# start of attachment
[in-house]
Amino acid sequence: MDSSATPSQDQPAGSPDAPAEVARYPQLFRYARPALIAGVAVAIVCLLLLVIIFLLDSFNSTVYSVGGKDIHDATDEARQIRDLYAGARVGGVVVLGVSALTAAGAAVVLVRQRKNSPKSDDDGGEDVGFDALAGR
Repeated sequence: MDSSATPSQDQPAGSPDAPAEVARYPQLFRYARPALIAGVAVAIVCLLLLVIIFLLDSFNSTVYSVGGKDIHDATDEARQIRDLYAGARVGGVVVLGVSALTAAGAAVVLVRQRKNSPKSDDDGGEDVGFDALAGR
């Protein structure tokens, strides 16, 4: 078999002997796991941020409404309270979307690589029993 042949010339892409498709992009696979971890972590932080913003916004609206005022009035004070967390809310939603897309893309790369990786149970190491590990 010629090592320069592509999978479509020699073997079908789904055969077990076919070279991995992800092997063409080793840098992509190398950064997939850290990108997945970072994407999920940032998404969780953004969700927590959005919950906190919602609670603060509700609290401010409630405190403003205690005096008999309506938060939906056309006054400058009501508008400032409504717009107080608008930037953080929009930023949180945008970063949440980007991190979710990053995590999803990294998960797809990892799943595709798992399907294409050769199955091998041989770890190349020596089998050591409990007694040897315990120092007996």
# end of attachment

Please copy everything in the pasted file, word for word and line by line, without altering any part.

[in-house]
Amino acid sequence: MDSSATPSQDQPAGSPDAPAEVARYPQLFRYARPALIAGVAVAIVCLLLLVIIFLLDSFNSTVYSVGGKDIHDATDEARQIRDLYAGARVGGVVVLGVSALTAAGAAVVLVRQRKNSPKSDDDGGEDVGFDALAGR
Repeated sequence: MDSSATPSQDQPAGSPDAPAEVARYPQLFRYARPALIAGVAVAIVCLLLLVIIFLLDSFNSTVYSVGGKDIHDATDEARQIRDLYAGARVGGVVVLGVSALTAAGAAVVLVRQRKNSPKSDDDGGEDVGFDALAGR
């Protein structure tokens, strides 16, 4: 078999002997796991941020409404309270979307690589029993 042949010339892409498709992009696979971890972590932080913003916004609206005022009035004070967390809310939603897309893309790369990786149970190491590990 010629090592320069592509999978479509020699073997079908789904055969077990076919070279991995992800092997063409080793840098992509190398950064997939850290990108997945970072994407999920940032998404969780953004969700927590959005919950906190919602609670603060509700609290401010409630405190403003205690005096008999309506938060939906056309006054400058009501508008400032409504717009107080608008930037953080929009930023949180945008970063949440980007991190979710990053995590999803990294998960797809990892799943595709798992399907294409050769199955091998041989770890190349020596089998050591409990007694040897315990120092007996």